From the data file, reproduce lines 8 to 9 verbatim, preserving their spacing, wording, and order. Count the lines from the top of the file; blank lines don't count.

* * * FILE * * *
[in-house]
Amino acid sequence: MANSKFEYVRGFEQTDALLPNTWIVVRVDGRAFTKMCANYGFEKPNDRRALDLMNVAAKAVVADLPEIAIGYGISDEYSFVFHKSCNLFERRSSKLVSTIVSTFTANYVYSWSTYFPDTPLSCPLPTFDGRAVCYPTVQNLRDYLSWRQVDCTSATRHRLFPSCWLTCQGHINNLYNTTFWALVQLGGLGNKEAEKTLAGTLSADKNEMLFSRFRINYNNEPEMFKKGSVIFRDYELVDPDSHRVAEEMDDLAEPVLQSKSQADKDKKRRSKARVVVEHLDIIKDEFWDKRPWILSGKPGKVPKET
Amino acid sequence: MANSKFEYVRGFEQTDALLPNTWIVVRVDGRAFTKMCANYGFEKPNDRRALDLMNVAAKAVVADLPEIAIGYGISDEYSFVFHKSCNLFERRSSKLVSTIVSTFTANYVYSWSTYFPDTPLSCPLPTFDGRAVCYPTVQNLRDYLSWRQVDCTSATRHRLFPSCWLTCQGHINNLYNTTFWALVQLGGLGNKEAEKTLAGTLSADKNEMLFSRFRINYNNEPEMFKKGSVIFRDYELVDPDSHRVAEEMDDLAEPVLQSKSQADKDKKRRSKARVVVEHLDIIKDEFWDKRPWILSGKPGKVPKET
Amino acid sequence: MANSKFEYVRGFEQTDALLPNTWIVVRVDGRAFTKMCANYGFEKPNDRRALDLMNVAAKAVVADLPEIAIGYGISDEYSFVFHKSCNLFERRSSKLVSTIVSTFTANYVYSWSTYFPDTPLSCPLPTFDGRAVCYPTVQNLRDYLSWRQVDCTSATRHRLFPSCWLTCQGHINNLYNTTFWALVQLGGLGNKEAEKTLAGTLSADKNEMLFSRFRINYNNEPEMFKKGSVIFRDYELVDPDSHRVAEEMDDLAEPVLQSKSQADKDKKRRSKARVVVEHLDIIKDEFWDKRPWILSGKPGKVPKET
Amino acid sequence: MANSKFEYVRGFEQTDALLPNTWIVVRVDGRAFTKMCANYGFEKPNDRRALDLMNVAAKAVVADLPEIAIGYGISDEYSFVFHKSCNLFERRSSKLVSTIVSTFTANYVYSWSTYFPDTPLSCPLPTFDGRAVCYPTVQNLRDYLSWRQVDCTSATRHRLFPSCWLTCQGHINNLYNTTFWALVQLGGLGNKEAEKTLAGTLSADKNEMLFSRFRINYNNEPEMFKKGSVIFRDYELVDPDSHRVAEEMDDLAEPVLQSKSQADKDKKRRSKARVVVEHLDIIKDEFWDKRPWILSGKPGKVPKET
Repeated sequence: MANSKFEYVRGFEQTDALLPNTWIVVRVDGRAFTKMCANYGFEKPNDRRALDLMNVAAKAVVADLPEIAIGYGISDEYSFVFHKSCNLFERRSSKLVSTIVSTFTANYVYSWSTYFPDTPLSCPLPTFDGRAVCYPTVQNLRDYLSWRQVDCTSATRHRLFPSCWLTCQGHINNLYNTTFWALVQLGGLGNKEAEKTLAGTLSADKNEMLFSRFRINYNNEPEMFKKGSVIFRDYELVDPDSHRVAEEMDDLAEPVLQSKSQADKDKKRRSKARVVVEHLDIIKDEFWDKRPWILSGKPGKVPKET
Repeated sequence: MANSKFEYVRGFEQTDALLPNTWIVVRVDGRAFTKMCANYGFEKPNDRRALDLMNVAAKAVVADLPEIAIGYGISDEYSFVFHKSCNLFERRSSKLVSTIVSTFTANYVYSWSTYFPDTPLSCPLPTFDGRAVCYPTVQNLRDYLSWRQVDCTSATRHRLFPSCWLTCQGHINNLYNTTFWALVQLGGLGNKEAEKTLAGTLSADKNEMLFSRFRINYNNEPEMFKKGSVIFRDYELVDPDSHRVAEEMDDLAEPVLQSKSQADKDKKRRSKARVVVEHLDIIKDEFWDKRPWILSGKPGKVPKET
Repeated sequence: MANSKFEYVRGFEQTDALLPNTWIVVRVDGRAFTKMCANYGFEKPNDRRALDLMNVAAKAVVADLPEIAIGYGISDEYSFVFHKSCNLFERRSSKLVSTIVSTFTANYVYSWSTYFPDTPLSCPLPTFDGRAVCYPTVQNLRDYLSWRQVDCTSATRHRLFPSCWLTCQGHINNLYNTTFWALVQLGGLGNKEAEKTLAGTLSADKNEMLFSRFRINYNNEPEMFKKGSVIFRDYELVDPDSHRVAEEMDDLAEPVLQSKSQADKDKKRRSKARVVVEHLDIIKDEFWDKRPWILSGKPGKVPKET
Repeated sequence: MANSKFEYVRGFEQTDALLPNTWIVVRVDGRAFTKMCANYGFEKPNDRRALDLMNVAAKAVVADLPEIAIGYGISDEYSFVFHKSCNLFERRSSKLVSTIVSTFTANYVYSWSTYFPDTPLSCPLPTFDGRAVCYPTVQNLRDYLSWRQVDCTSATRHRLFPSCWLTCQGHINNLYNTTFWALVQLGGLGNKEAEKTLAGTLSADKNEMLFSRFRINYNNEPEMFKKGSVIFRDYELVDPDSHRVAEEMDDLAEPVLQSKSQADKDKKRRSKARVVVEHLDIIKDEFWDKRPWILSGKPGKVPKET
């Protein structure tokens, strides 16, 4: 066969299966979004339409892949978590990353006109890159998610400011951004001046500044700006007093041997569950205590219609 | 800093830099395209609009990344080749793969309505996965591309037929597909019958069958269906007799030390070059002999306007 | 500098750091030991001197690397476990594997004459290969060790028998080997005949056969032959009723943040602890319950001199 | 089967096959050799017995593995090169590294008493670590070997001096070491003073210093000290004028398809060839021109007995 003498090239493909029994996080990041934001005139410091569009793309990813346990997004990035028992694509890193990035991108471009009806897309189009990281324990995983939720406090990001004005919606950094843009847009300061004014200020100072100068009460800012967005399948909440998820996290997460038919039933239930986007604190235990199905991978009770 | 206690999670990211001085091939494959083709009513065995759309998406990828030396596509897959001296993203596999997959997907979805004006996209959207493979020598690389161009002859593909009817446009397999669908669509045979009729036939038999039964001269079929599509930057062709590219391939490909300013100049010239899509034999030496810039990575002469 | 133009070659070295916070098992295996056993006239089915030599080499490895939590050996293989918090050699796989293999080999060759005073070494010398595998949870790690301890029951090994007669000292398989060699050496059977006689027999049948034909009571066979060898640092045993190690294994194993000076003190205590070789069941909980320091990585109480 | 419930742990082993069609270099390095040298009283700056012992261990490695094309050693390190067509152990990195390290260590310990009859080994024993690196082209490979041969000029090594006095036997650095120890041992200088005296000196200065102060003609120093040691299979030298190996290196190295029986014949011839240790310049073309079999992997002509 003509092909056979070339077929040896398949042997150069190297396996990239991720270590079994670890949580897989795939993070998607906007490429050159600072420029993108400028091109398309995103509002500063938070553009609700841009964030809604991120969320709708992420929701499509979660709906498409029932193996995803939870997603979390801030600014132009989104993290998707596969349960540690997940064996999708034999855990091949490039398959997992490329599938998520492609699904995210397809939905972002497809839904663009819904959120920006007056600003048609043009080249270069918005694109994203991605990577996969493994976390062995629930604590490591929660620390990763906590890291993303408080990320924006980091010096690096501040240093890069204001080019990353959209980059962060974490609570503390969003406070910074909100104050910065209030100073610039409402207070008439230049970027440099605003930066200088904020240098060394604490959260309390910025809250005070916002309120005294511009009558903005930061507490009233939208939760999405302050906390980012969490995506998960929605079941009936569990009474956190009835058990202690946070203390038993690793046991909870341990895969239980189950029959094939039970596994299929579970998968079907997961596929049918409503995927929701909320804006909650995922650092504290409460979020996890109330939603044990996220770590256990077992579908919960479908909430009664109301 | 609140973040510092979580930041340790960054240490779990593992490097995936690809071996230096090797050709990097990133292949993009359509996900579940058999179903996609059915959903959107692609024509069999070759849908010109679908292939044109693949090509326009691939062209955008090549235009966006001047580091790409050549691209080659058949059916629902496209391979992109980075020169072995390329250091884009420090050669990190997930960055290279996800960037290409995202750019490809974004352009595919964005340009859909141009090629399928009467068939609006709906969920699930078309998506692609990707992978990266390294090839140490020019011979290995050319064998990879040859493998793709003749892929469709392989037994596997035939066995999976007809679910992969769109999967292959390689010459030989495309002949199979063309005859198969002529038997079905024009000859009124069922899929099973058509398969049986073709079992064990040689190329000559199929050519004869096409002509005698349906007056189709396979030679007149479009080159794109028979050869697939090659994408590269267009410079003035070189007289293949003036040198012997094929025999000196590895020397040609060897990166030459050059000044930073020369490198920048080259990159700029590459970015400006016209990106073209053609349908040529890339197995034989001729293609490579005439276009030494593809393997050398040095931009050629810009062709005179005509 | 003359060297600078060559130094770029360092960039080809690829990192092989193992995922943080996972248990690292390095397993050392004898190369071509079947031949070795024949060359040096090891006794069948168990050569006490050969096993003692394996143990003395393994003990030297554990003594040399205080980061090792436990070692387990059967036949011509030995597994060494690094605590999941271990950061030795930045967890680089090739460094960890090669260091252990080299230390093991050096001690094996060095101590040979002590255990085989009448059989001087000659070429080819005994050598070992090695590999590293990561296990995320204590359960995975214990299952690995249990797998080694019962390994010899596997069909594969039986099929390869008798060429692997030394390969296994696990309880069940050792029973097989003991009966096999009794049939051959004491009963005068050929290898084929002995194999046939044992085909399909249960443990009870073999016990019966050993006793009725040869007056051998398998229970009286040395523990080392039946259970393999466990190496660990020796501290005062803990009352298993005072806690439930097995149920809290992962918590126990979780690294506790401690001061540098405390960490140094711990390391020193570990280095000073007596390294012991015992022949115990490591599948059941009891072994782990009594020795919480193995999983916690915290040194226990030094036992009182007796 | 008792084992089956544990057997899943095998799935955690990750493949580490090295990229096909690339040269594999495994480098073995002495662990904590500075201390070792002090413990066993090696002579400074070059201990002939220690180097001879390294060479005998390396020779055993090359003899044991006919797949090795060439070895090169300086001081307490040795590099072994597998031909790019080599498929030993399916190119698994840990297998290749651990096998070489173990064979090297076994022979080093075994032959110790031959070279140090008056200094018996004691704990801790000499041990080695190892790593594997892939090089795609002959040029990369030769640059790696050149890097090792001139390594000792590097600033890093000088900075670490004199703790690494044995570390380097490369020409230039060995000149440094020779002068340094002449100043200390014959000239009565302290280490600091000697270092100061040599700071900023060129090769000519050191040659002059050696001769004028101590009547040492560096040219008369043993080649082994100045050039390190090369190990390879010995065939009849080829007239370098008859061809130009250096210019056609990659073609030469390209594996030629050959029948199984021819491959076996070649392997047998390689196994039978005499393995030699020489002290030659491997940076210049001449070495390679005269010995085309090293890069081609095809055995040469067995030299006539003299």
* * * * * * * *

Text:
Repeated sequence: MANSKFEYVRGFEQTDALLPNTWIVVRVDGRAFTKMCANYGFEKPNDRRALDLMNVAAKAVVADLPEIAIGYGISDEYSFVFHKSCNLFERRSSKLVSTIVSTFTANYVYSWSTYFPDTPLSCPLPTFDGRAVCYPTVQNLRDYLSWRQVDCTSATRHRLFPSCWLTCQGHINNLYNTTFWALVQLGGLGNKEAEKTLAGTLSADKNEMLFSRFRINYNNEPEMFKKGSVIFRDYELVDPDSHRVAEEMDDLAEPVLQSKSQADKDKKRRSKARVVVEHLDIIKDEFWDKRPWILSGKPGKVPKET
Repeated sequence: MANSKFEYVRGFEQTDALLPNTWIVVRVDGRAFTKMCANYGFEKPNDRRALDLMNVAAKAVVADLPEIAIGYGISDEYSFVFHKSCNLFERRSSKLVSTIVSTFTANYVYSWSTYFPDTPLSCPLPTFDGRAVCYPTVQNLRDYLSWRQVDCTSATRHRLFPSCWLTCQGHINNLYNTTFWALVQLGGLGNKEAEKTLAGTLSADKNEMLFSRFRINYNNEPEMFKKGSVIFRDYELVDPDSHRVAEEMDDLAEPVLQSKSQADKDKKRRSKARVVVEHLDIIKDEFWDKRPWILSGKPGKVPKET